The hexagonal wheel
In the Medieval Age, there was once an attempt by the priests, who were among the powerful ruling classes, to designate the round figure 3 as the gospel value for the newly invented term π. The idea was to settle the seemingly endless argument of what the value of π should be. Luckily, this attempt had never been materialized otherwise the craftsmen would have to take instruction from the Church and made all wheels hexagonal.
2. The above story is not made up by me but was read from a book written by the famous scientific novelist, Issac Asmov. While I would not bother to verify the truth of this story, I found it amusing and quite educational. If you think that the Medieval priests inclined to be dictatorate and could not imagine that the craftsmen would follow rigidly the figure 3 as gospel, I can show you that similar mentality did prevail even today and in Hong Kong.
3. By this, I am referring to the land matters in the New Territories that some people still stick to the registered areas of the old scheduled lots as gospel. As is a matter of fact, we inherited the District Demarcation (DD) Sheets a century ago together with the areas schedule. The latter was derived data from graphical measurements of the DD sheet and recorded to the nearest 0.01 acre as the smallest unit. Apart from the measurement and the rounding off errors, the registered area might also contain copying and clerical errors as well.
4. Numerous examples of these kind of errors could be found from the land registery and proofs are not lacking. For example, there was a land lot of area 0.01acre but was divided into two sections of 0.01 acre each. Another more extreme example was a land lot of area 0.02 acre divided into 5 sections each of which the area was still recorded as 0.01 acre. There was a case that the land lot was clearly shown graphically as a square of 25 feet by 25 feet and the area was stated, correctly, as 625 square feet. However, alongside this figure a remark “or 0.02 acre” was also printed. When only 0.02 acre was conveyed in subsequent land dealings, a false area would dominate the records instead of the original and correct one.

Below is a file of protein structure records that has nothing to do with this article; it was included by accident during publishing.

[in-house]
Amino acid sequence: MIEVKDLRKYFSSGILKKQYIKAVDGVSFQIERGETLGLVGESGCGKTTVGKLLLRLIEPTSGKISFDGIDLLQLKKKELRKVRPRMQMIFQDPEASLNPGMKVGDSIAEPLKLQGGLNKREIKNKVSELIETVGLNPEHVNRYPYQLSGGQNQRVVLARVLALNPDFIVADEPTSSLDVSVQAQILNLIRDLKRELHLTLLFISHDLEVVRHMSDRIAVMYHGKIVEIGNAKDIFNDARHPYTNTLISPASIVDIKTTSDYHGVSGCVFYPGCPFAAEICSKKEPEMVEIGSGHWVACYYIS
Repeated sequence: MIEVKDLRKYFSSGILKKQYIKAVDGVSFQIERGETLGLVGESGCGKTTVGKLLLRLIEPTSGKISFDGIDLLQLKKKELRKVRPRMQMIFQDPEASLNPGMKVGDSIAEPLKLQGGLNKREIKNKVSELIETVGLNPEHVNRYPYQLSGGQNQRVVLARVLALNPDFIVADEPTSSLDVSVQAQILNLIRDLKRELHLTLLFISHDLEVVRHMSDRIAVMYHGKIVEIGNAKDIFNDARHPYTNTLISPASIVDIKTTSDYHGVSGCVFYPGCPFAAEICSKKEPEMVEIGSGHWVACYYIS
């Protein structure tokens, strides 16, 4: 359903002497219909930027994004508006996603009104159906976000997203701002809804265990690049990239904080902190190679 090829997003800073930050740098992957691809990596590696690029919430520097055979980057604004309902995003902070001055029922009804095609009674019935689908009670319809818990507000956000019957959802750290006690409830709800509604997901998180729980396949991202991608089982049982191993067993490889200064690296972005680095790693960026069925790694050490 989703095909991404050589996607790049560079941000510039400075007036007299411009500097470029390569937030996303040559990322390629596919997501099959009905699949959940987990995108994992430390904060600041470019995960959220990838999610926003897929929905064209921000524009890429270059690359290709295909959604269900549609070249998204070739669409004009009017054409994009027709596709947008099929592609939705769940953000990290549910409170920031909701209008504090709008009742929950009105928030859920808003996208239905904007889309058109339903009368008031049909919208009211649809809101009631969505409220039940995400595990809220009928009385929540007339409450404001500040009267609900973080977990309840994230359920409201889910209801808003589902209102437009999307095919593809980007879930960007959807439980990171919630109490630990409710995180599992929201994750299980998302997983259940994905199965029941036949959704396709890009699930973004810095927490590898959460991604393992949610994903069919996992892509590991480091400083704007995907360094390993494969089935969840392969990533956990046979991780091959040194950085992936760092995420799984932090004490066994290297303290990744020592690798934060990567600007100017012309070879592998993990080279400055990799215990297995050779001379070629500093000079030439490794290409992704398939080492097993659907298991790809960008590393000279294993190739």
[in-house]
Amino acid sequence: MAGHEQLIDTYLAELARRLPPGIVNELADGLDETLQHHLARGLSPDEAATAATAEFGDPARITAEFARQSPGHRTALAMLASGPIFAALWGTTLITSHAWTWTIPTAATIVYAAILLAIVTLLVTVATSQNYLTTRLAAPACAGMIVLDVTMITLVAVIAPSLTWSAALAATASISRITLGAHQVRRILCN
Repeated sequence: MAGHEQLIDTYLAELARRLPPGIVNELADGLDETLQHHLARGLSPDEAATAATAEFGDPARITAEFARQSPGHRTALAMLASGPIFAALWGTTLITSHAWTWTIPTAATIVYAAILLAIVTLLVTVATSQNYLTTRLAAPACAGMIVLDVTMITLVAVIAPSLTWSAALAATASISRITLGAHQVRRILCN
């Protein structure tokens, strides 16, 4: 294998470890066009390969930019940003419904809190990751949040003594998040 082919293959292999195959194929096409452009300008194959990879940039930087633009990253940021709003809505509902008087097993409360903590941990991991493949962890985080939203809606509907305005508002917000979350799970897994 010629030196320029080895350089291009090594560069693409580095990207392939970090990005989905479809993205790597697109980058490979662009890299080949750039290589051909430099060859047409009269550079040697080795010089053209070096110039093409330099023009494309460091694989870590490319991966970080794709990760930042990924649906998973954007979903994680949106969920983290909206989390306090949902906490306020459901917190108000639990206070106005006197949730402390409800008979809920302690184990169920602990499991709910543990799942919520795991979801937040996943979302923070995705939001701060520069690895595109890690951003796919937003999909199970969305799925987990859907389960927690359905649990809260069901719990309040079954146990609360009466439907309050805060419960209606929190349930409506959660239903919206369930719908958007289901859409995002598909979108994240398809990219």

5. I have chosen a group of house lots inside a walled village for demonstrating the area problem. I reasoned that the wall we now survey must be the same as that existed at the time of the DD survey. The total area of all the lots bounded by this wall could not have changed. However the number of lots was 45 including 43 lots of 0.01 acre each and 2 lots of 0.02 acres each thus giving a total area of 0.47 acre. By survey, the whole walled village including certain lane areas as Government Land measured only 0.27 acre. The registered area was therefore nearly double the actual area and the effect of the rounding up error must be apparent.
6. All these examples are the tip of an iceberg but sufficiently reveal the derivative nature of the registered area. As far as the area information is concerned, the DD sheet must take precidence over the registered area. Better still, the physical boundary monument, if still available on ground, should be the best evidence for area determination.
7. Unfortunately, not everybody are accepting this reasoning. Some people still take the registered area as gospel. Their argument seems to be that since the registered area is part of a legal document it must be regarded as binding. There was further argument that as the landowner had been paying the corresponding rent, say $0.01 for 0.01acre of land, he must be entitled for the exact registered area.
8. To the first argument, I maintain that the above story of theπvalue may provide the answer. A physical quantity such as the numberπmust surely be a matter of fact. It is of a definite value irrespective of whether it can be nicely expressed in terms of our numbering system or not. Nor indeed it would not change to suit the liking of a ruler or a dictator otherwise we will have to live up with hexagonal wheels. Similarly, the area of a land lot is a physical quantity which could only be obtained by realistic measurements. If it had been incorrectly recorded, the blessing with a legal status will not make it right again.
9. To the second argument, I suggest that this is a fallacious one. While it is true that an area of 0.01 acre is to attract $0.01 as the rent, it should no longer be true to reverse the statement. Just consider that the fee for parking a car for an hour is, say $20, but the paying of $20 does not sufficiently prove that the car had stayed one full hour in the carpark.
10. In short, I must advocate that the registered area should not be regarded as gospel but must be viewed from the correct perspective. And we surveyors should not be timid in advising others, including landowners, solicitors, administrators and even judges of the true nature of the registered area.
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